This relationship is a symbiosis in which two very different organisms co-exist and are of mutual benefit.
In addition, biotechnology can improve the effectiveness of planted trees. About one-third of the world’s commercial wood supply comes from planted forests, the other two-thirds from natural forests. By applying new technologies, it is estimated that all of the world’s timber production could potentially be produced and harvested on an area roughly five to ten percent of the total forest today. This means that more of the earth’s forests could remain in their natural state, maintaining native habitats and conserving biodiversity.
1998: Bringing back the rainforests
The first 8,000Ha of re-generated tropical rainforest are completed at Las Gaviotas in the Colombian Orinoco. By planting pine treelings dipped in a fungal solution, acidic savannah was converted into forest plantations. Nature did the rest.
“To everyone’s surprise, the symbiosis between the pine tree and the mycorrhizal fungus not only permitted the treelings to survive the harsh conditions of the savannah, as soon as the young pine offered shade, and the pH turned less acidic, a completely new forest emerged,” says Gunter Pauli of the ZERI project.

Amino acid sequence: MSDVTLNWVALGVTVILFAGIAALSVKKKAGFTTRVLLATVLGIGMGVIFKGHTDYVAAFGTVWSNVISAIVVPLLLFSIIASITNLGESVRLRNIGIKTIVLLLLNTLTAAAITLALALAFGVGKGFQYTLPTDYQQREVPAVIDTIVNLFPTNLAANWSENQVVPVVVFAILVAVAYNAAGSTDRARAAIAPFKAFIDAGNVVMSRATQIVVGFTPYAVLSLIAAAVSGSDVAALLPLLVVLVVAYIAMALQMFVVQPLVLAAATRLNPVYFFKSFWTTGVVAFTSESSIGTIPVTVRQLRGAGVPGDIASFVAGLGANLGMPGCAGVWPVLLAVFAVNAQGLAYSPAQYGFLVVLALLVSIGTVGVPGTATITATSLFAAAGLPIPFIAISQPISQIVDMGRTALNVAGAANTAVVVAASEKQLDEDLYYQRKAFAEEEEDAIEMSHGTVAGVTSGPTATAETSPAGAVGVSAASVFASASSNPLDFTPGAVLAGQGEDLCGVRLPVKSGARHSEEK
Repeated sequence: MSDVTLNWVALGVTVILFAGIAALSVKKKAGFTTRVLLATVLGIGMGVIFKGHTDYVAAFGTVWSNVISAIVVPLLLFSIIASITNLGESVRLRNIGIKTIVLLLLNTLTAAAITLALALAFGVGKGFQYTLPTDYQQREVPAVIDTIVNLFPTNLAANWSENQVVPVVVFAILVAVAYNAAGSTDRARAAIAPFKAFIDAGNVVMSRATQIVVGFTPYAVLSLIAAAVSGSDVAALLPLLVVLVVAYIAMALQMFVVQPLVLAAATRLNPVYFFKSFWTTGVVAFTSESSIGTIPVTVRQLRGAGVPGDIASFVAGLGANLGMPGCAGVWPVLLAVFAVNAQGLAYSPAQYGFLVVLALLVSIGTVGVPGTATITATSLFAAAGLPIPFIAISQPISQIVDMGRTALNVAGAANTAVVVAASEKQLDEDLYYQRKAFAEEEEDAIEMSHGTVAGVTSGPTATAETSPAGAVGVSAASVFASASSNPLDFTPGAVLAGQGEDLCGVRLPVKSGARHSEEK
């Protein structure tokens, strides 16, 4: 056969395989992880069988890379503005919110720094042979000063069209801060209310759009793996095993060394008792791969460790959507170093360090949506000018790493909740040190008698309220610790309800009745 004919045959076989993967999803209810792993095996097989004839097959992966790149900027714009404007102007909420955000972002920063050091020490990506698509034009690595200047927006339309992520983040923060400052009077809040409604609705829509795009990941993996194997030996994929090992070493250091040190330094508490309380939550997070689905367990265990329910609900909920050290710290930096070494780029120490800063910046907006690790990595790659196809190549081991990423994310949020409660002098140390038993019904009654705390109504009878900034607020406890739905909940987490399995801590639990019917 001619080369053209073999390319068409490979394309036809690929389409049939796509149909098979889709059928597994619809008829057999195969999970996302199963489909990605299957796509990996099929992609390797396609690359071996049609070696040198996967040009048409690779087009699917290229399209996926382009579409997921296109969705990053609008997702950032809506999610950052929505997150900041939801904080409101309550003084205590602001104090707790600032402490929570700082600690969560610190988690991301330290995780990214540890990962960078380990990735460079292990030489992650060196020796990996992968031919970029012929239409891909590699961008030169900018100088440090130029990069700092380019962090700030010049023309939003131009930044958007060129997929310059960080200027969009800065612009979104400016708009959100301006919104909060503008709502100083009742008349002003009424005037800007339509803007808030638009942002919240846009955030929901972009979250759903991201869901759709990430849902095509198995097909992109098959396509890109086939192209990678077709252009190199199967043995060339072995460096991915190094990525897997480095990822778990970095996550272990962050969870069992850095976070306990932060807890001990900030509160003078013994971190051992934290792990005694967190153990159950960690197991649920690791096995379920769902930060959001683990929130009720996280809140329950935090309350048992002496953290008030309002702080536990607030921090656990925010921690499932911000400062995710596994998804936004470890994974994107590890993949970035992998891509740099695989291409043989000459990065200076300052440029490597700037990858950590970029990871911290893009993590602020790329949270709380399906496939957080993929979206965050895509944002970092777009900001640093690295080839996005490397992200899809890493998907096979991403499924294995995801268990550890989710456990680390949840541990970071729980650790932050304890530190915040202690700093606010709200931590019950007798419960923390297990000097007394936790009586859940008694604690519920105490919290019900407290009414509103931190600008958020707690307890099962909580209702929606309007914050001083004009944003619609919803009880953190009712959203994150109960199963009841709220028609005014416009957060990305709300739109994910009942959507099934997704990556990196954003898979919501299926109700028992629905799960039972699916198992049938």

The planting of a monoculture, that is the Caribbean pine, quickly resulted in the arrival of over 250 tropical plant species. The arrival of the rainforest also increased annual rainfall by about 10%.
2007: Facebook opens up
Facebook, the most successful social network for connecting students on the internet, opens its doors to third-party applications. This paves the way for collaborative efforts on a global scale to piggy-back on Facebook’s networking and searching capabilities.
Climate change and global warming have become the hot topics of the day, and researchers at universities are quick to establish forums for open-source innovation that focus on renewable energy and conservation.
2009: Google highlights the desert